In the late 1870s, a woman named Mrs. Wallace burned to death in her home on a 160-acre farm just south of the tiny Catholic community of St. Mary’s. Since that time, a glowing red and orange fireball 15-20 inches in diameter has been seen skirting the perimeter of the farm, which came to be owned by a family named Storz. One local farmer, Orval Berning, spotted the light as he was walking home from a card game in the wee hours of the morning. Floating along the fence line, its bright glow perfectly contrasted with the newly fallen snow. He sometimes saw the light from the window of his farmhouse, nearly a mile away. Stranger still, in 1947 an Indianapolis man named Roy Whitehead claimed to hear a voice emanating from the St. Mary’s light as it hovered above the road.
8. The Black Jack Lights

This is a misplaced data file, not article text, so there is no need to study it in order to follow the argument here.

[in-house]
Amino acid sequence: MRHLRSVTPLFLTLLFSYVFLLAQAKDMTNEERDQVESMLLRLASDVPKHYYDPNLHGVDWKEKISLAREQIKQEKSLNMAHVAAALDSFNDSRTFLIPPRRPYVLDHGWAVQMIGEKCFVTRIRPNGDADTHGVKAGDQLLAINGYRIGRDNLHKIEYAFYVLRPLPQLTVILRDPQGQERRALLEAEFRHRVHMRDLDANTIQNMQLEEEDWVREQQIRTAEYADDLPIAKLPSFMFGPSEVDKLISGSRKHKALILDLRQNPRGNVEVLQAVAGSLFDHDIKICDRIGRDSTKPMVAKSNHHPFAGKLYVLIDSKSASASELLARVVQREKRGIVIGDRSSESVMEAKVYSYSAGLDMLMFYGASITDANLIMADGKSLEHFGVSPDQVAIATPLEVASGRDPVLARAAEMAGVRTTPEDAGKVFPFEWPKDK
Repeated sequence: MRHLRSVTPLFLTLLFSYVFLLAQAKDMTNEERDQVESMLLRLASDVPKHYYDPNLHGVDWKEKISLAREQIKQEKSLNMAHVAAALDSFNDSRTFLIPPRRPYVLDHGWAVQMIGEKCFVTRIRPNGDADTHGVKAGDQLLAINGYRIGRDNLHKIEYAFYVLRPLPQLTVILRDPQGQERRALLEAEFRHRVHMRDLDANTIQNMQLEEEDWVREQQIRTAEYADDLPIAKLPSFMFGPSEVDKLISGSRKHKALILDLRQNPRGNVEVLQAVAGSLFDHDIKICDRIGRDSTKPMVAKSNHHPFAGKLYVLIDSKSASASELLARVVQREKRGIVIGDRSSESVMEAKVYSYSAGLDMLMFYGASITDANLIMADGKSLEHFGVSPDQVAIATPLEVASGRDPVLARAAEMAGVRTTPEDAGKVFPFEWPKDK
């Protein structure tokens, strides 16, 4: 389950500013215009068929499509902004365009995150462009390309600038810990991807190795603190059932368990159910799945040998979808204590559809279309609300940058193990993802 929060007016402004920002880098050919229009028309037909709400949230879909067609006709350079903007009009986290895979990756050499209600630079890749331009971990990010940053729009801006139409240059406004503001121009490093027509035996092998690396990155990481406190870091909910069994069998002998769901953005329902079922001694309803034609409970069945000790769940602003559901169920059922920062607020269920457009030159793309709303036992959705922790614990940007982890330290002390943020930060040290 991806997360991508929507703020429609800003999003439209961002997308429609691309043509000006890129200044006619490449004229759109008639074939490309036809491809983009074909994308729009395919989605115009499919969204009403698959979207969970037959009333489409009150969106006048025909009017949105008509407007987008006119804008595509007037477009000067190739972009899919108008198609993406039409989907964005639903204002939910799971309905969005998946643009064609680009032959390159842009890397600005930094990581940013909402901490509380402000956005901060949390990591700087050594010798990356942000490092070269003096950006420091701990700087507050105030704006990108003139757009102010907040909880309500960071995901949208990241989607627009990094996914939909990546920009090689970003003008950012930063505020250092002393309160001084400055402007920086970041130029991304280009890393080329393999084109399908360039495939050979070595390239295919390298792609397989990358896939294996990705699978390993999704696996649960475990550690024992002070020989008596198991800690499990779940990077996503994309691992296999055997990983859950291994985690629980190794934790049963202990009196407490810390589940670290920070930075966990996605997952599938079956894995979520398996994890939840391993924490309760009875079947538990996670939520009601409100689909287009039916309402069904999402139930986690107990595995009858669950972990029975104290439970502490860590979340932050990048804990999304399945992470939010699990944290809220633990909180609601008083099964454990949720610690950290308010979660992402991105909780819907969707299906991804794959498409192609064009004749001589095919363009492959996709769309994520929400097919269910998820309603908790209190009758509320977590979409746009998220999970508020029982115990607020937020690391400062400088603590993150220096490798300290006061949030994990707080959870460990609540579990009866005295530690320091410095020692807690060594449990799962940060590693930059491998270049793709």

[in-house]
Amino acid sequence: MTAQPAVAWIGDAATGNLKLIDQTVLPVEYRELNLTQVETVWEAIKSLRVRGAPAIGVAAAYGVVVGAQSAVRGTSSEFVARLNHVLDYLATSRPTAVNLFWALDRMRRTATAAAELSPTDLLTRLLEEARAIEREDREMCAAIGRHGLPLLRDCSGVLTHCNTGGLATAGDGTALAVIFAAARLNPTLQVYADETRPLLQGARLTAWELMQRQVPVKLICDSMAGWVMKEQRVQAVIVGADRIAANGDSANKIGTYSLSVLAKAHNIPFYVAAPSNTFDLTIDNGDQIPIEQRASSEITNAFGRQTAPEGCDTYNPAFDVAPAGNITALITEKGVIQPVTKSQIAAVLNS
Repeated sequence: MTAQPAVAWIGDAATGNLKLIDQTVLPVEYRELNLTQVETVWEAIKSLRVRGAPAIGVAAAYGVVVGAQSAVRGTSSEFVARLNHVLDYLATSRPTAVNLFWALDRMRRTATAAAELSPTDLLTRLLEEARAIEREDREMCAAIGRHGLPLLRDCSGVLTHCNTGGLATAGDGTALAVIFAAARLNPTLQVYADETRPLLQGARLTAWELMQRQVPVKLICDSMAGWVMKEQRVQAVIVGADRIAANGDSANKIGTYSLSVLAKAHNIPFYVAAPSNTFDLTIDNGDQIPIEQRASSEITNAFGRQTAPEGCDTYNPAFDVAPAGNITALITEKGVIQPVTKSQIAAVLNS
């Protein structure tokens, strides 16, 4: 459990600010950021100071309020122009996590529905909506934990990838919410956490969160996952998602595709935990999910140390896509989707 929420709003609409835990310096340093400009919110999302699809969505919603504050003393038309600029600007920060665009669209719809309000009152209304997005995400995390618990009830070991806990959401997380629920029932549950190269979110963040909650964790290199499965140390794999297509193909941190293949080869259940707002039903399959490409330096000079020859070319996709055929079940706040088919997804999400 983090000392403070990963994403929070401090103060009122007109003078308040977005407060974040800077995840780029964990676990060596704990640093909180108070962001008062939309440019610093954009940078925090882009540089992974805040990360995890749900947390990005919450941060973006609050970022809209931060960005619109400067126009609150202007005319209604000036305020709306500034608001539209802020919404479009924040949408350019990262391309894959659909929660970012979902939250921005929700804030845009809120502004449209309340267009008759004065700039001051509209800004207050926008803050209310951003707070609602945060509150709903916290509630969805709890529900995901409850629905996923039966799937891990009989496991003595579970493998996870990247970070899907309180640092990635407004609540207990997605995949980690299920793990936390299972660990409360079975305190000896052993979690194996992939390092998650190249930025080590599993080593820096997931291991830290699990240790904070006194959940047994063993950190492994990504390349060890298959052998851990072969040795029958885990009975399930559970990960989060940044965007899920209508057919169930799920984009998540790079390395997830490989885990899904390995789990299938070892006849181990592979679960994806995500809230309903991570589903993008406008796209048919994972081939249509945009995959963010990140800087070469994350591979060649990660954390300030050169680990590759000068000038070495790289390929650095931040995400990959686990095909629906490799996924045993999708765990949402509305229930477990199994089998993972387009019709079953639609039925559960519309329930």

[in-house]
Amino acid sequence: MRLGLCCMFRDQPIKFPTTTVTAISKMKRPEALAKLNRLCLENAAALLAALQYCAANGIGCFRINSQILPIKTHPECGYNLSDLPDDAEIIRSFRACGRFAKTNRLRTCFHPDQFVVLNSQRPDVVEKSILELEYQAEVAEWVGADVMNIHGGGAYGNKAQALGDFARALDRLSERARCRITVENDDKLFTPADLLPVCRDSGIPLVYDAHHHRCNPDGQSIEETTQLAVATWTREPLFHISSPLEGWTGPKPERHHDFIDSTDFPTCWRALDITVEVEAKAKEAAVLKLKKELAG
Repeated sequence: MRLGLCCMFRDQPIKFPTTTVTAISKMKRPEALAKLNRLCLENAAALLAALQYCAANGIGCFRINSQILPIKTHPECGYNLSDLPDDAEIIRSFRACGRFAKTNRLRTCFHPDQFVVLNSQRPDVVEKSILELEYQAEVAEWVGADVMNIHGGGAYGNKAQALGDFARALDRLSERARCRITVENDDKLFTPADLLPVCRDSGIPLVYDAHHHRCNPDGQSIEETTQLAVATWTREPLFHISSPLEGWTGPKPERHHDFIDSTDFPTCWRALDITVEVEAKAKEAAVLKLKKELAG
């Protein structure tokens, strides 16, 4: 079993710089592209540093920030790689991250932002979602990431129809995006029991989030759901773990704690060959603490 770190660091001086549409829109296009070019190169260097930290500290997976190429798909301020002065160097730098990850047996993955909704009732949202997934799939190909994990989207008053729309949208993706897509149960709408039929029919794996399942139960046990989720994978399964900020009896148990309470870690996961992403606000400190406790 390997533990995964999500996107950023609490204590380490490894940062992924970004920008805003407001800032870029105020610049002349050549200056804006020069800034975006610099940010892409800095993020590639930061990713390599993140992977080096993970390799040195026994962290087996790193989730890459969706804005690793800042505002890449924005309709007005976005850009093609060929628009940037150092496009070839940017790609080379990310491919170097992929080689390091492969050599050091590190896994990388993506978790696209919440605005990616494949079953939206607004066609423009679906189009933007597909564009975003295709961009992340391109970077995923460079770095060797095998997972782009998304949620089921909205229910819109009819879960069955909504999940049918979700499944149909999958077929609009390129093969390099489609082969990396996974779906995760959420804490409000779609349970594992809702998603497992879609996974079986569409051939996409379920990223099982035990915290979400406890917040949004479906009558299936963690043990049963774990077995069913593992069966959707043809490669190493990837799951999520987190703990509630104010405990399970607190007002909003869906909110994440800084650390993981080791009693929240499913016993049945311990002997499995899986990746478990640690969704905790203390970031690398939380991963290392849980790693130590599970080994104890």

El Dorado Springs, Missouri
In 1960, strange lights began to appear near the tiny community of Blackjack on the west side of the old Sac River Bridge in a field owned by a man named Charlie Vilhauer. The lights were variously described as either red, green, or white. Former resident Dwain Witt told the El Dorado Springs Sun, “I remember them. It was just something I couldn’t understand. It’s been so long. I saw them, whatever it was. I think the first time I saw them they were red and green like a traffic light. One time we started towards it and it just went over the tops of the trees. All you could see was a light. It got to the point people were driving from town just to see if they could see it. Sometimes it would be there and sometimes not.” The lights created quite a sensation and cars would line up along the road for a half mile or more to try and catch a glimpse of the ethereal performance. Some local residents tried to chase after the lights, but without successes. Explanations ranged from swamp gas to UFOs. One thing was clear: it was one of the most exciting things to happen in that area for a long time.